Perseid meteor shower

A long exposure of the Perseid meteor shower, Aug. 11-12, 2016.

Every year in mid-August, the Earth intersects the orbit of the Swift-Tuttle comet, and the Perseid meteor shower occurs.

Swift-Tuttle is a short-period Halley-type comet with an orbital period of 133 years. Swift-Tuttle last visited the inner solar system in 1992, so it will be 107 years before it returns to the sun, but the comet provides the source materials for this annual meteor shower.

When Earth intersects the comet’s orbit, it enters a debris field created from the rocks and dust released by the comet as it melts when it passes near the sun. We entered this debris field in mid-July and will leave it by the end of August. This field is filled with rocky pieces of space debris called meteoroids, most of which range in size from grains of sand to small pebbles.

These pieces of space debris can enter the Earth’s atmosphere at very high speeds — 7 to 46 miles per second. Most are then vaporized by the heat of the air friction, forming the white-hot streaks we see as meteors.

If the pieces are large enough to survive the atmosphere and not be completely vaporized, they will fall to the Earth’s surface. These rocky fragments are then called meteorites.

However, not all meteoroids that enter the Earth’s atmosphere create meteors. Most of them are micrometeoroids, space debris particles only about the size of dust grains. Because these particles are very small, when they hit the Earth’s atmosphere the air resistance slows them so quickly that instead of burning up, they fall gently to the surface of the Earth. Although we cannot see them, it is estimated that 5,000 to 10,000 tons of this material falls to Earth every day.

The word meteor is derived from the Greek word meteoros, which means “high in the air.” Meteors become visible at very high altitudes — 50 to 70 miles — with the faster-moving particles visible at the greater heights. They lose their brightness when they are still 10 to 12 miles above the ground.

In meteor showers, the meteors are on parallel paths; as a result, they all appear to come from the same point in the sky, which is known as the radiant. Because we always intersect the comet’s orbit at the same place in the Earth’s orbit, the radiant is located in the same place in the sky every year.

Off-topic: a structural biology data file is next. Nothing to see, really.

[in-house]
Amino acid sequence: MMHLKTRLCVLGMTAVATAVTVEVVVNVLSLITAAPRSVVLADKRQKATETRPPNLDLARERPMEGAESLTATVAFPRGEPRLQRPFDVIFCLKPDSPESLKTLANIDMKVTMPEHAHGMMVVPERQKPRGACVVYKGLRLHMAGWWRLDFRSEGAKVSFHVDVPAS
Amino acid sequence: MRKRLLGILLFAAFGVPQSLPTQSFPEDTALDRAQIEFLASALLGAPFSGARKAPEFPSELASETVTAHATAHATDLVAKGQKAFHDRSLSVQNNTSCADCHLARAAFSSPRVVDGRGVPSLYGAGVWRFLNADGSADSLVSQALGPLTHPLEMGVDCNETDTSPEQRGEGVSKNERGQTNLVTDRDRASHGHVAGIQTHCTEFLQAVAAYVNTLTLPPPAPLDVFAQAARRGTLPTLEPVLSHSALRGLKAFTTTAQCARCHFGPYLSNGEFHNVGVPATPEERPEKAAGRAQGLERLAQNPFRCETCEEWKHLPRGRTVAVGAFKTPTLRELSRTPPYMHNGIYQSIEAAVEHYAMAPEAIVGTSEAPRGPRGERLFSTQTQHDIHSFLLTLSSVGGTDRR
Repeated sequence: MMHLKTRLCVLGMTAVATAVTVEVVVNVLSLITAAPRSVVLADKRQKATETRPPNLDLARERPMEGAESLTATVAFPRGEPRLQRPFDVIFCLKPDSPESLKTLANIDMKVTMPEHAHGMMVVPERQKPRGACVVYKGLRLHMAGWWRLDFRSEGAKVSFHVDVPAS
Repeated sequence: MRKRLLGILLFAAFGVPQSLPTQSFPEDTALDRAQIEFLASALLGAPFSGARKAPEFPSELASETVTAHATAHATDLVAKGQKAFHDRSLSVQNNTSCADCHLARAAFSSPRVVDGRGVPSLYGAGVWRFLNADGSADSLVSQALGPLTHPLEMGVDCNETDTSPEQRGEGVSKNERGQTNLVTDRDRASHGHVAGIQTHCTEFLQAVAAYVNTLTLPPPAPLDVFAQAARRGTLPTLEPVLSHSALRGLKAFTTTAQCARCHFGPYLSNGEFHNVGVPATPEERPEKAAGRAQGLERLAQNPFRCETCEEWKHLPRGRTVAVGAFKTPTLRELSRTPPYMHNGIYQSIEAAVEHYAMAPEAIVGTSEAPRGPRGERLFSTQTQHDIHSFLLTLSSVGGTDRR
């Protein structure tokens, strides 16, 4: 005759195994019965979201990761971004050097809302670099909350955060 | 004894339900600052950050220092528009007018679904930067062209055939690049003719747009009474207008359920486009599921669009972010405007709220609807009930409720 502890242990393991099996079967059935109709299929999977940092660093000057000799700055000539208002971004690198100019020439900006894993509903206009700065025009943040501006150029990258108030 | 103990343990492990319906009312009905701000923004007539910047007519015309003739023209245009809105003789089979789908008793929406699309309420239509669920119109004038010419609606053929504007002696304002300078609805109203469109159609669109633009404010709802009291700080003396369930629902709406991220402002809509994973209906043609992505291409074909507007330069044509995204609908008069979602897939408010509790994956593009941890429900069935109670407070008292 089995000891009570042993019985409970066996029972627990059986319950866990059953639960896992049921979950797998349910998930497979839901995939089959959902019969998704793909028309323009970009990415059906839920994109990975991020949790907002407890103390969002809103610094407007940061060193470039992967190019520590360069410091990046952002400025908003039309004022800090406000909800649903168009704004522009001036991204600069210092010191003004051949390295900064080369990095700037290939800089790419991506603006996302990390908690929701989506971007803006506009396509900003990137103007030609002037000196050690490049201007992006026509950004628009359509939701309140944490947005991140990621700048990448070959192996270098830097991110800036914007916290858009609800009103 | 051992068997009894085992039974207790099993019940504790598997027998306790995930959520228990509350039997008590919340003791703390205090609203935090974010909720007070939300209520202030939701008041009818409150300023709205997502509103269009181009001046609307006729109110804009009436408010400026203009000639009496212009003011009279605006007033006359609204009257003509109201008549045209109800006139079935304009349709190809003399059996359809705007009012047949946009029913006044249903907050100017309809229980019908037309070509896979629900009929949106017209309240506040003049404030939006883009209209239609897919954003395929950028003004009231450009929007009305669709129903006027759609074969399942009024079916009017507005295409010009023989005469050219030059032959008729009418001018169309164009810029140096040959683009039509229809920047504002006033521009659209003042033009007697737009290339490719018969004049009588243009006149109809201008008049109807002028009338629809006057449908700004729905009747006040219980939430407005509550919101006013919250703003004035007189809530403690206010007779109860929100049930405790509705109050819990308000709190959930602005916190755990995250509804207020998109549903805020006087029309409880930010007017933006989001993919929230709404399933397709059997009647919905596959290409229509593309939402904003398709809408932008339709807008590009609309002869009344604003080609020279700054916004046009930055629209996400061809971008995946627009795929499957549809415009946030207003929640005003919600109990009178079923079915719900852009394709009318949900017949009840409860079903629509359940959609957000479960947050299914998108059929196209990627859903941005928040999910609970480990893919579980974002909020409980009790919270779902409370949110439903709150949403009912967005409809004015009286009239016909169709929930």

The shower takes the name of the constellation where the radiant is located. In this case, the Perseid shower has its radiant in the constellation Perseus.

Perseid meteors can be seen any night during the period of the shower. Because of the direction of the Earth’s rotation and orbit, the best time to look for meteors is after midnight, with the very best time being one to two hours before dawn. At that time, you are facing the direction of the Earth’s motion and hitting the particles head-on, just as your car’s windshield hits more bugs than its rear window.

As the Earth passes through the edges of the debris field, you may see as many as six to eight meteors per hour. This rate will increase, with a predicted peak between the mornings of Aug. 12 and 13. On these mornings, rates may be as high as 100 per hour. A few days before and after Aug. 12 will also be good times to view.

This year the moon will be in the new phase just before the peak time, meaning the sky will be dark and viewing should be very good. The constellation Perseus will be in the northeast sky, and the Perseid meteors will come from that direction, but you could see them anywhere in the sky. Since the radiant is circumpolar, you can see meteors all night, although the best time will be between midnight and dawn.

To see the highest number of meteors, you will have to be at a dark site with a full view of the sky. Find a location with clear skies that is not near city lights; the darker the skies, the better. You will see two or three times the number of meteors by going just a few miles out of town.

Each night during the month of August, get a blanket or a chair and go outside for a few hours to search the sky for meteors. If it’s cool outside, you can bring some hot chocolate!

Marty Scott is a resident astronomer at Pacific Northwest Regional Observatory. He designs, builds and maintains astronomical equipment. He also formerly taught astronomy at  Walla Walla University. He can be reached at marty.scott@wallawalla.edu.

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